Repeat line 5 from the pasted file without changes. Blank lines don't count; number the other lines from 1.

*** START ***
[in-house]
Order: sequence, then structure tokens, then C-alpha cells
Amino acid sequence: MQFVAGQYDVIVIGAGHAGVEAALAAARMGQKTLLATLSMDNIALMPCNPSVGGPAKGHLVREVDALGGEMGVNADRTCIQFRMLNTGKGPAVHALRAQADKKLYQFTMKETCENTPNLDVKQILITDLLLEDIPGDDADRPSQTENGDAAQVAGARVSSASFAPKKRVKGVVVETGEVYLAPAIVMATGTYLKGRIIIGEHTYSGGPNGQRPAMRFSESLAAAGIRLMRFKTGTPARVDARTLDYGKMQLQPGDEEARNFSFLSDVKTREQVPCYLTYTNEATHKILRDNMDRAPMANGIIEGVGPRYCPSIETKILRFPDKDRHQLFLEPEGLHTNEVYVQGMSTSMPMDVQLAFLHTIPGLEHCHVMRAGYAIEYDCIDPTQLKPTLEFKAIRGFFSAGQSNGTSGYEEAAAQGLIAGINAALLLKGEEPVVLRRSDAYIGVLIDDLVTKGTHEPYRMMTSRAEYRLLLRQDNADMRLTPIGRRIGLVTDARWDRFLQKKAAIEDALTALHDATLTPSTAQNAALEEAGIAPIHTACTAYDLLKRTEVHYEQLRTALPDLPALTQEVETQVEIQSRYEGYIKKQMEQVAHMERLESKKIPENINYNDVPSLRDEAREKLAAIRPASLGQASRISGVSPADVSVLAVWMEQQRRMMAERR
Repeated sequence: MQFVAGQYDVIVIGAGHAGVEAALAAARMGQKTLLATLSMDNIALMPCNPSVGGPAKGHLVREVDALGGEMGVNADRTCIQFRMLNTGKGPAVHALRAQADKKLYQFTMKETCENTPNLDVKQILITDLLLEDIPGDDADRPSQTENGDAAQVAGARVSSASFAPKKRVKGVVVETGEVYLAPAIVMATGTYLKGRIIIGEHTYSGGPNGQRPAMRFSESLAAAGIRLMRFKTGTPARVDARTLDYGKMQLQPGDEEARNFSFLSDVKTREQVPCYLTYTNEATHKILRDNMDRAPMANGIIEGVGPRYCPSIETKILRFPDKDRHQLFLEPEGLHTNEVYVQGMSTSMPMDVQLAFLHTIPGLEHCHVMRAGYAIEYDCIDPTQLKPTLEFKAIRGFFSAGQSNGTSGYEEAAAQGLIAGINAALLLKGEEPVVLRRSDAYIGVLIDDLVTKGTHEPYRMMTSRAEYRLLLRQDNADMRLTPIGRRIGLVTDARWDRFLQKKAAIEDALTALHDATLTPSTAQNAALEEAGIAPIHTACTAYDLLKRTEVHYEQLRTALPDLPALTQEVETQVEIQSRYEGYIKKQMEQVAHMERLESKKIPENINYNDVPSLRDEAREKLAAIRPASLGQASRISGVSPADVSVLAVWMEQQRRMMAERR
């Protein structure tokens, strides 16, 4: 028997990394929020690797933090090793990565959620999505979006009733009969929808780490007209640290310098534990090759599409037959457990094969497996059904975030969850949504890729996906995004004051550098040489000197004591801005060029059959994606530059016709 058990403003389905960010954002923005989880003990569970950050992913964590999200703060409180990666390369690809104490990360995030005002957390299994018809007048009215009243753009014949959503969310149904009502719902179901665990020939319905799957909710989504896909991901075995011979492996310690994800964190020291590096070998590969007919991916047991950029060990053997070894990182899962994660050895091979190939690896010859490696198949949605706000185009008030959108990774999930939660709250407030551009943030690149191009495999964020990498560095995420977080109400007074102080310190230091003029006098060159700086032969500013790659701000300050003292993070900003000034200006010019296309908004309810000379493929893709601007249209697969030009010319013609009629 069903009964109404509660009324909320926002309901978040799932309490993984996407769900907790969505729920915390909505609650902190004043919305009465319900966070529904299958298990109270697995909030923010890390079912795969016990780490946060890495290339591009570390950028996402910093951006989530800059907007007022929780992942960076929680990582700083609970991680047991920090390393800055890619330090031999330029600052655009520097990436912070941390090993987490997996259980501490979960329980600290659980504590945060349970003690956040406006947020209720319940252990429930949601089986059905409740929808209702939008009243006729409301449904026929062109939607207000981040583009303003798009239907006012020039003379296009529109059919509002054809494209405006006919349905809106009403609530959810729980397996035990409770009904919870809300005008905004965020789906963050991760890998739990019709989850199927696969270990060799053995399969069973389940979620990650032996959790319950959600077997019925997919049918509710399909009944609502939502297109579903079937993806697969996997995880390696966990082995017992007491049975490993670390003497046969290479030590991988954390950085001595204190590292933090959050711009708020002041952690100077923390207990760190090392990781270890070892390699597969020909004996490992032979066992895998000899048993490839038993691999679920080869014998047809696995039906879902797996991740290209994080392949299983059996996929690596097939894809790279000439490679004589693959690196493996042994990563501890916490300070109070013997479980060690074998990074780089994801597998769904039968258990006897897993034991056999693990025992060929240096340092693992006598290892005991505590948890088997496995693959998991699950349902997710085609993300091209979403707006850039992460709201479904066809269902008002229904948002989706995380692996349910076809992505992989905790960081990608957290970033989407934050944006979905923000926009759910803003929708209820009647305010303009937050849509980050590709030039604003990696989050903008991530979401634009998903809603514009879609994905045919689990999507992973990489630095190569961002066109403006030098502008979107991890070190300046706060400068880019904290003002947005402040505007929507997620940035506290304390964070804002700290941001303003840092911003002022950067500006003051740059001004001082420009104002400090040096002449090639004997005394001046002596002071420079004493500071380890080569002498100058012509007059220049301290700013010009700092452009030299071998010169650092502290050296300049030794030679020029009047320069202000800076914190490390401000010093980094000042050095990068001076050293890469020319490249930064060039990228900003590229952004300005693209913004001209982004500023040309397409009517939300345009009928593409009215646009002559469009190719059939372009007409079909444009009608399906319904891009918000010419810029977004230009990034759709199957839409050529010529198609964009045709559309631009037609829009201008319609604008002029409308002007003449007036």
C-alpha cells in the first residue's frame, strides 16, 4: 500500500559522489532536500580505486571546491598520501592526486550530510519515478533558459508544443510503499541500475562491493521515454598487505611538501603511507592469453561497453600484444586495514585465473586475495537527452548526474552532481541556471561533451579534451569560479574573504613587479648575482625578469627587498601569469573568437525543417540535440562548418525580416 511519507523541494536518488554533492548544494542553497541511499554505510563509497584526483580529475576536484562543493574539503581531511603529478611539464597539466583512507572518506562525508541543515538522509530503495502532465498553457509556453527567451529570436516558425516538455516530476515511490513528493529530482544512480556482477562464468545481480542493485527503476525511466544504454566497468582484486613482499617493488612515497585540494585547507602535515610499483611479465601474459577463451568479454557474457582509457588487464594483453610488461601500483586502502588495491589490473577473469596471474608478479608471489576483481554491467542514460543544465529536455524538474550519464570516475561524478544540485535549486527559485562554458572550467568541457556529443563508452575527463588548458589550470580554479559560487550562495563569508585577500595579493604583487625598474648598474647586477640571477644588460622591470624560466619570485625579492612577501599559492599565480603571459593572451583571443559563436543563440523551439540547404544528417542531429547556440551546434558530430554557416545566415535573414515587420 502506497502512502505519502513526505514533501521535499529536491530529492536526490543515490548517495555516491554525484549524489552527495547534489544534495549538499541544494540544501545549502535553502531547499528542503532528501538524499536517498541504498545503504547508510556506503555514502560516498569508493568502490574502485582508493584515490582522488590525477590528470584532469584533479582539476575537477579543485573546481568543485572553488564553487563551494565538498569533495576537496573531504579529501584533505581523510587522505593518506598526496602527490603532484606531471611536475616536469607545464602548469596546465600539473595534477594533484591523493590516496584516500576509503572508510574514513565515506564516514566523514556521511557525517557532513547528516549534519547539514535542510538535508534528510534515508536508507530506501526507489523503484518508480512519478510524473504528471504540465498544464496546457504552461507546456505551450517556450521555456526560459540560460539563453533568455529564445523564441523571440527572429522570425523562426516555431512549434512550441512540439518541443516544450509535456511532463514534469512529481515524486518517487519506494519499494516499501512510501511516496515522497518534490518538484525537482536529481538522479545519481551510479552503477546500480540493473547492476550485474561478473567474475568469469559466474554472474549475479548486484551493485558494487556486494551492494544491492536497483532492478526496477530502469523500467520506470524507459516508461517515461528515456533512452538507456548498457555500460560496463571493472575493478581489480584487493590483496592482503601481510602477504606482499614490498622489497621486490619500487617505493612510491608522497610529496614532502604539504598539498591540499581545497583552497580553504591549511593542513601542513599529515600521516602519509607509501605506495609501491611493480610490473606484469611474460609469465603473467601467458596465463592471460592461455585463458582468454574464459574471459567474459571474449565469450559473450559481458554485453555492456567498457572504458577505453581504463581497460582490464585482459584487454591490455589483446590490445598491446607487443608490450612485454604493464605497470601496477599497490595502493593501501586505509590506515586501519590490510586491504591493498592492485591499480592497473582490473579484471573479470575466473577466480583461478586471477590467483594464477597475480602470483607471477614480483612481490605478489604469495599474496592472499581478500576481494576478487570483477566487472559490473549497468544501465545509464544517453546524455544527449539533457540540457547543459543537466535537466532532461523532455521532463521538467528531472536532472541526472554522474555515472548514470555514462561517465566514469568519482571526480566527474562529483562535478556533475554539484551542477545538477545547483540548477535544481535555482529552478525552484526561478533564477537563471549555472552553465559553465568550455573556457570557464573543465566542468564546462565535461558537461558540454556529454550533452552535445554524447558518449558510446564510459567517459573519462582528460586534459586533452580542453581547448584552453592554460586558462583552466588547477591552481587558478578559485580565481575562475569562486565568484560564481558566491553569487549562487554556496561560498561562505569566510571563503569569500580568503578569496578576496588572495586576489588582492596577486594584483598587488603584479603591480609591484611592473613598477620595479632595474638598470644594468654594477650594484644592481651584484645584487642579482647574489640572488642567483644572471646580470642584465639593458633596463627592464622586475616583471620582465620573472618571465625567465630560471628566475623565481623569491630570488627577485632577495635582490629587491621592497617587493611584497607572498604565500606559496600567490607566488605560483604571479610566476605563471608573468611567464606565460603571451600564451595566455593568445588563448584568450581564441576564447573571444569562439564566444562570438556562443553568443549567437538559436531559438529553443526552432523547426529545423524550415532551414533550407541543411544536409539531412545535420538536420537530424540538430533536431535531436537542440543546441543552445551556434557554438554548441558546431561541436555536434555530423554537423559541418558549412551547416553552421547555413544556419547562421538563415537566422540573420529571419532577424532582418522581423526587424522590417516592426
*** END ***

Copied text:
């Protein structure tokens, strides 16, 4: 028997990394929020690797933090090793990565959620999505979006009733009969929808780490007209640290310098534990090759599409037959457990094969497996059904975030969850949504890729996906995004004051550098040489000197004591801005060029059959994606530059016709 058990403003389905960010954002923005989880003990569970950050992913964590999200703060409180990666390369690809104490990360995030005002957390299994018809007048009215009243753009014949959503969310149904009502719902179901665990020939319905799957909710989504896909991901075995011979492996310690994800964190020291590096070998590969007919991916047991950029060990053997070894990182899962994660050895091979190939690896010859490696198949949605706000185009008030959108990774999930939660709250407030551009943030690149191009495999964020990498560095995420977080109400007074102080310190230091003029006098060159700086032969500013790659701000300050003292993070900003000034200006010019296309908004309810000379493929893709601007249209697969030009010319013609009629 069903009964109404509660009324909320926002309901978040799932309490993984996407769900907790969505729920915390909505609650902190004043919305009465319900966070529904299958298990109270697995909030923010890390079912795969016990780490946060890495290339591009570390950028996402910093951006989530800059907007007022929780992942960076929680990582700083609970991680047991920090390393800055890619330090031999330029600052655009520097990436912070941390090993987490997996259980501490979960329980600290659980504590945060349970003690956040406006947020209720319940252990429930949601089986059905409740929808209702939008009243006729409301449904026929062109939607207000981040583009303003798009239907006012020039003379296009529109059919509002054809494209405006006919349905809106009403609530959810729980397996035990409770009904919870809300005008905004965020789906963050991760890998739990019709989850199927696969270990060799053995399969069973389940979620990650032996959790319950959600077997019925997919049918509710399909009944609502939502297109579903079937993806697969996997995880390696966990082995017992007491049975490993670390003497046969290479030590991988954390950085001595204190590292933090959050711009708020002041952690100077923390207990760190090392990781270890070892390699597969020909004996490992032979066992895998000899048993490839038993691999679920080869014998047809696995039906879902797996991740290209994080392949299983059996996929690596097939894809790279000439490679004589693959690196493996042994990563501890916490300070109070013997479980060690074998990074780089994801597998769904039968258990006897897993034991056999693990025992060929240096340092693992006598290892005991505590948890088997496995693959998991699950349902997710085609993300091209979403707006850039992460709201479904066809269902008002229904948002989706995380692996349910076809992505992989905790960081990608957290970033989407934050944006979905923000926009759910803003929708209820009647305010303009937050849509980050590709030039604003990696989050903008991530979401634009998903809603514009879609994905045919689990999507992973990489630095190569961002066109403006030098502008979107991890070190300046706060400068880019904290003002947005402040505007929507997620940035506290304390964070804002700290941001303003840092911003002022950067500006003051740059001004001082420009104002400090040096002449090639004997005394001046002596002071420079004493500071380890080569002498100058012509007059220049301290700013010009700092452009030299071998010169650092502290050296300049030794030679020029009047320069202000800076914190490390401000010093980094000042050095990068001076050293890469020319490249930064060039990228900003590229952004300005693209913004001209982004500023040309397409009517939300345009009928593409009215646009002559469009190719059939372009007409079909444009009608399906319904891009918000010419810029977004230009990034759709199957839409050529010529198609964009045709559309631009037609829009201008319609604008002029409308002007003449007036």